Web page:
From where I stand it seems that the Democrats, especially in New Haven, are more interested in increasing the welfare state. Their attitude is, keep the poor people dependant on us so that we can remain in power. However, Mr. Elicker seems to be bucking this trend with his statements about education and equitable economic development. I am all for helping those who are down and out, but I cannot condone the idea of supporting a permanent class of people who either cannot or will not find gainful employment. I tend to believe the former is truer than the latter and it is up to our elected officials to either help in the process of restoring true equity in our communities, or to get out of the way of those who want to effect real change. Democrats like poverty just as much, if not more, than their Republican colleagues. So, perhaps it is time to abandon the idea that one party is better than the other; they’re both horribly anti-democratic and corrupt.

posted by: parejkoj on June 26, 2013  11:41am

Streever: of course politicians can create jobs. Look at scientific research in the US, or transportation infrastructure, or energy generation. In the case of a demand slump like the current recession/depression, government policy can create plenty of jobs. Here’s a recent example:


At the local and regional level it may be a bit harder, but states and cities can certainly tune their education programs to match the kinds of jobs that are needed.

posted by: Razzie on June 26, 2013  12:23pm

Just for clarification, Toni Harp was on hand and visited the “Believe In Me” food bank in Dixwell-Newhallville last Thursday, serving nearly 75 - 100 residents. But still good to see Elicker trying to branch out from his East Rock neighborhood. But another note of caution, I hope Justin doesn’t think that one photo-op at a soup kitchen gives him instant empathy with the less fortunate. It takes much more than 1 afternoon.

posted by: Razzie on June 26, 2013  12:27pm

@ Streever
I don’t often disagree with your posts, however if you look at our recent experience with the federally inspired Economic Stimulus Program, you will find ample evidence that government is the engine that moves job growth forward, not big greedy businesses interested only in their bottom line.

posted by: Curious on June 26, 2013  12:35pm

Thanks Razzie!  Too bad there’s nothing to substantiate that.

I do appreciate your every attempt to try and cut down Justin, though.  It shows people are still afraid of him.

Speaking of just one afternoon, remember when Harp had the police drive her around New Haven in a cruiser so they could show her what the city is like outside her nice posh neighborhood?  That was a hoot!

posted by: cedarhillresident! on June 26, 2013  12:39pm

Razzie I get you love your candidate but you really do not know Justin to have made such a comment. I am in his ward??? I do not live in east rock I live in cedar hill…his ward also consists of fair haven and over in the middletown ave area…so you need to at the LEAST know your facts. Justin has been a hands on community leader and this was no photo op for him. He has worked with other groups like this. And ya know what if elected he is the ONLY candidate that will really address these and many other issues that effect communitys like mine…which is were Justin spends alot of his time!! Grrr :)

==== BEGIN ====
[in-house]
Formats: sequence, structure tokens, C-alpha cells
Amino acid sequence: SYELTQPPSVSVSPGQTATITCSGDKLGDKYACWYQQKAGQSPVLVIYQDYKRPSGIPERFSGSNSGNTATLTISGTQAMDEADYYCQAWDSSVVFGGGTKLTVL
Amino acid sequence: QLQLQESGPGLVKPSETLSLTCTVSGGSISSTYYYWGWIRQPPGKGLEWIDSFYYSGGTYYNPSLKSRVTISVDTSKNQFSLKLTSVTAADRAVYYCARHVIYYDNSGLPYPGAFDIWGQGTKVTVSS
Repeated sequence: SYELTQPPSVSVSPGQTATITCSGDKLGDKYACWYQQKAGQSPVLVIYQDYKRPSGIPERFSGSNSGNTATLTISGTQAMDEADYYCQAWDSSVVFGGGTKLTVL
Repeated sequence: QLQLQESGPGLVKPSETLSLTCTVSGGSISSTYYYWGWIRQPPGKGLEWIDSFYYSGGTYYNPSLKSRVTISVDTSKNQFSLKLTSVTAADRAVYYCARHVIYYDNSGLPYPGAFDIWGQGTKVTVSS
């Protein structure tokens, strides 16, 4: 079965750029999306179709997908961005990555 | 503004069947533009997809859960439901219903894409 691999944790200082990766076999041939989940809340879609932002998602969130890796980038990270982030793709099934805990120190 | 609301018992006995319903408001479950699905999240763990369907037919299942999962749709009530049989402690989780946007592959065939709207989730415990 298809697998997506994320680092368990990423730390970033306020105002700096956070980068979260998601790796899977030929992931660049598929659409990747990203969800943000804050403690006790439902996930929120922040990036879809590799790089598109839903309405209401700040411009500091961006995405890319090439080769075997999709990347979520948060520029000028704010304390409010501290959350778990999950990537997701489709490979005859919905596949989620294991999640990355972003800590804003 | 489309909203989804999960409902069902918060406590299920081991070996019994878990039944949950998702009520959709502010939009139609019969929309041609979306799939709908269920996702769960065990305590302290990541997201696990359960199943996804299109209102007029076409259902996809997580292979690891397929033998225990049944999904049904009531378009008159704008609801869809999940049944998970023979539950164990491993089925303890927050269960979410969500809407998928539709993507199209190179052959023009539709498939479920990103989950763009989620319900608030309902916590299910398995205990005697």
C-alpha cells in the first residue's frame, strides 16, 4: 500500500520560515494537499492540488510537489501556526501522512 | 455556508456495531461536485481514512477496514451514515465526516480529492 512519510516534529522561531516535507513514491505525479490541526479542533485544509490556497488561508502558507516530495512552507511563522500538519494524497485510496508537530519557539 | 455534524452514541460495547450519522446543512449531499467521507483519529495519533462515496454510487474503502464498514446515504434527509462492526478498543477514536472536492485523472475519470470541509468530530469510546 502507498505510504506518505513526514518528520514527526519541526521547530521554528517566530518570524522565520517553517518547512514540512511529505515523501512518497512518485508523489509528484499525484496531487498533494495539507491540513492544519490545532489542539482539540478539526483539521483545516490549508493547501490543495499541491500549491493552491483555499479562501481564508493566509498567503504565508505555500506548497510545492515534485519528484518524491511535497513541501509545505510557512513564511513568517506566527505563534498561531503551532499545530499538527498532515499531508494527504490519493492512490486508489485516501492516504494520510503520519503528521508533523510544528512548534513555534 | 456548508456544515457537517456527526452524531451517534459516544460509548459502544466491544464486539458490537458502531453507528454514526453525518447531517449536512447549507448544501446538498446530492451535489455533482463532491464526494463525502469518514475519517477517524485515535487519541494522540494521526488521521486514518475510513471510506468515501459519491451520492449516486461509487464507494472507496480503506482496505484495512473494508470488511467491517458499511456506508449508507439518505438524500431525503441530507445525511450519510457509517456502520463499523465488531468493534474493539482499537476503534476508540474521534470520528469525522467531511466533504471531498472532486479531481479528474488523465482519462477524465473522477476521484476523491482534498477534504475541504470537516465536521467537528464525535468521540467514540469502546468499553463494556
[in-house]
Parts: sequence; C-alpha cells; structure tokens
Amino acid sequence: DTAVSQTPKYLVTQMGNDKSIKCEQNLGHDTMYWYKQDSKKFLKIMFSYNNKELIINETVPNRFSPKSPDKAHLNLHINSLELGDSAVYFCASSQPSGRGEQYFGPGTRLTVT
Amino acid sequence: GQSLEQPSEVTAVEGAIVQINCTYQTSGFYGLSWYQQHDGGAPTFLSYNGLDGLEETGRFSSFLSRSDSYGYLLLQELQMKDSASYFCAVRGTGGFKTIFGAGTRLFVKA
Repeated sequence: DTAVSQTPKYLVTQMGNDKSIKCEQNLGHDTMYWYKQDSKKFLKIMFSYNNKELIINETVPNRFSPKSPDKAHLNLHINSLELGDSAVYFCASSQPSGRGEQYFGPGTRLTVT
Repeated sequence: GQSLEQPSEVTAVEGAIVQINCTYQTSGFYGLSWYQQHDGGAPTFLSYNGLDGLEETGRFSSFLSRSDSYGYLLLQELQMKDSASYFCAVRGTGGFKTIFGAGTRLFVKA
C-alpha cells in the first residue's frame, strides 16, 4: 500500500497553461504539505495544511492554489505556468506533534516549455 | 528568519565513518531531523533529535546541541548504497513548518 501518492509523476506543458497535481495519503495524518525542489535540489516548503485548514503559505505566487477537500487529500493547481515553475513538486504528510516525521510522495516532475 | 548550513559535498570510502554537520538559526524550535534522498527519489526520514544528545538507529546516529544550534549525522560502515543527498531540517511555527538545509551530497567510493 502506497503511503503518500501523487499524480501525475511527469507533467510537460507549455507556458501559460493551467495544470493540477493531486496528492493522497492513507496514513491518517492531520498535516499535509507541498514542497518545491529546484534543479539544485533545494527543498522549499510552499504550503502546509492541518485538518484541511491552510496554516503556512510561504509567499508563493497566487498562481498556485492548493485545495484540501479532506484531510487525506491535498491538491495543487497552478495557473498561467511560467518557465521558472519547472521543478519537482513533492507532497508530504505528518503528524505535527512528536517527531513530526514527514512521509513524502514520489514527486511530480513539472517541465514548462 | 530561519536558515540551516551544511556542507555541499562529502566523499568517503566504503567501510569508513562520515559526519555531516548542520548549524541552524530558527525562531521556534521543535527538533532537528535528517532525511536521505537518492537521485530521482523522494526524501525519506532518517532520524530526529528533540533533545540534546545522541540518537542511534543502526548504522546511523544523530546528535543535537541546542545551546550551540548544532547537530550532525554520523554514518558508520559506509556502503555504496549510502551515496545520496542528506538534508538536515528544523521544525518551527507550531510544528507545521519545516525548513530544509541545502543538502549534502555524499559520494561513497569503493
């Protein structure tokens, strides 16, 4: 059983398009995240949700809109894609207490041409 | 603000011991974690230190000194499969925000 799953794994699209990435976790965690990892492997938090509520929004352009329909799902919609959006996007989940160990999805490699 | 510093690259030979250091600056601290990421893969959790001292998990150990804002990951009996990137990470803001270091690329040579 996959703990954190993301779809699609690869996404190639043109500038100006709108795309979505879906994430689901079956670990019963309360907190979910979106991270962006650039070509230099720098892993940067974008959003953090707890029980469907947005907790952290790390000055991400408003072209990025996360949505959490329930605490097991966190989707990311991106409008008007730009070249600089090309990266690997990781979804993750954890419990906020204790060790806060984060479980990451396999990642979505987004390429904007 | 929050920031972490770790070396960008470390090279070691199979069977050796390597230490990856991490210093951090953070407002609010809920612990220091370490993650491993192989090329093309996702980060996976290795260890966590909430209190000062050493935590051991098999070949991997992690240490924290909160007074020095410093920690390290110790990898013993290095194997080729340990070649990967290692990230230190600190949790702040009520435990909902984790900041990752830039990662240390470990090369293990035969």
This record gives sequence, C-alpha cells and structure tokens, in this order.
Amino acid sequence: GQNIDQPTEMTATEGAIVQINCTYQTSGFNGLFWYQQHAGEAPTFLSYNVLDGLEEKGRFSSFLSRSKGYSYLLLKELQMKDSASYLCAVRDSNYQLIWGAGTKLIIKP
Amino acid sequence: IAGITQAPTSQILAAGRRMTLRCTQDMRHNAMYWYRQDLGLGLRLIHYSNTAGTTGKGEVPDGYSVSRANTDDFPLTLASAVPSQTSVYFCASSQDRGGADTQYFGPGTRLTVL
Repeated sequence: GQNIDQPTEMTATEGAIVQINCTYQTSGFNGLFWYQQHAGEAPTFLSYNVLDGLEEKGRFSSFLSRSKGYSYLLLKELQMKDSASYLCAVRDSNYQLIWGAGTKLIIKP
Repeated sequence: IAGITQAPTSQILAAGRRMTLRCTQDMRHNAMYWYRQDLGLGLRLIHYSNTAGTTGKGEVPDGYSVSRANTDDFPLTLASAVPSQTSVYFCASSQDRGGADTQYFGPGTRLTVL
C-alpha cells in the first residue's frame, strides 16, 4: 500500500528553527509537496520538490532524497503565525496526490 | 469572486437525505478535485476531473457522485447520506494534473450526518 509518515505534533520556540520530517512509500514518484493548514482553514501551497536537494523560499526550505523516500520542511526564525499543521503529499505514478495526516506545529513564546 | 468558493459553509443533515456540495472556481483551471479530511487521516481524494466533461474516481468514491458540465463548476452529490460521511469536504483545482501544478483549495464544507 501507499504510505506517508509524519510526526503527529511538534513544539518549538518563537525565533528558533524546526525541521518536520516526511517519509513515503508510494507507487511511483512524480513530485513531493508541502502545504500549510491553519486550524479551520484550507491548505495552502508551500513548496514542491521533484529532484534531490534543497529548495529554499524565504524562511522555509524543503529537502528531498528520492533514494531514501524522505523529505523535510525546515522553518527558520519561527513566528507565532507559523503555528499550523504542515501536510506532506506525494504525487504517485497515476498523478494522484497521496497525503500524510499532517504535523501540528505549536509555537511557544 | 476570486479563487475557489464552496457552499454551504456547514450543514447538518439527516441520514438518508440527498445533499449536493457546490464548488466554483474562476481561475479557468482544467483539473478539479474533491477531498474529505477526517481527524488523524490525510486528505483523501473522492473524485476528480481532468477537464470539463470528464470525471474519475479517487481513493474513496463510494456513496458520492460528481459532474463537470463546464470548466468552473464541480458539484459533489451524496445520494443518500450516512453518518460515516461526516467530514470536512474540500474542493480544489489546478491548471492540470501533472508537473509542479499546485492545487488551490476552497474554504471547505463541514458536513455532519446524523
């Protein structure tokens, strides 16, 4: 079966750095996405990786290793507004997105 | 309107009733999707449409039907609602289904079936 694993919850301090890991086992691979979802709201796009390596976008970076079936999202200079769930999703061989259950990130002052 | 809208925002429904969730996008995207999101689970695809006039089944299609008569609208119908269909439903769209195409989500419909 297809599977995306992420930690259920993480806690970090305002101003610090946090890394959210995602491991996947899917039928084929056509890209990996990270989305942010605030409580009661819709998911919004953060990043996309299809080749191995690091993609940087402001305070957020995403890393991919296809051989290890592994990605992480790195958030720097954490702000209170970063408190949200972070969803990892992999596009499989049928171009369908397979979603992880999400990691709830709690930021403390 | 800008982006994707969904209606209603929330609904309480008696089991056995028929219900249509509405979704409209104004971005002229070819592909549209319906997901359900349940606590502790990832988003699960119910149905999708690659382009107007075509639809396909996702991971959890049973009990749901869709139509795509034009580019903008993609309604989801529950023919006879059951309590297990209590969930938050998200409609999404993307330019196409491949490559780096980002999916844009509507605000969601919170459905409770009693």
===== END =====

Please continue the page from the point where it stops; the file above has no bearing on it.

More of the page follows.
posted by: streever on June 26, 2013  1:22pm

I’m sorry if I was unclear in my point, but even more sorry to see a semantic pick-fest erupt. As one of you points out, it is nearly impossible to “create jobs” on a municipal level.

As it is, the term “create jobs” is so loaded with meaning—and so co-opted by the Tea Party—as to have literally no meaning whatsoever. It is used 3 different ways in these comments alone, and many of the ways it is being used are mutually exclusive.

It is an ideological buzz phrase.

Very generally speaking, government does not sell goods or services, therefore, they do not have a self-sustaining method of employment i.e. job creation.

Yes, indeed, they do transfer money—as in the stimulus—to create incentives in specified industries. How can government actually “create a job”, however?

The types of spending that government can engage in which will help us to create jobs involve things that neither Harp nor the Tea Party nor many sitting politicians are talking about.

Building infrastructure and other necessary upgrades is one of the only sustainable ways that the government can improve the job creation atmosphere, because it helps companies and individuals deliver the goods and services they sell.

A good example of this is solar power. Right now, renting tenants have little incentive to invest personally in solar: they can’t transfer the system easily when they move.

The Federal government could indeed invest in solar power and give the entire cost of installing solar systems to landlords on a per house basis.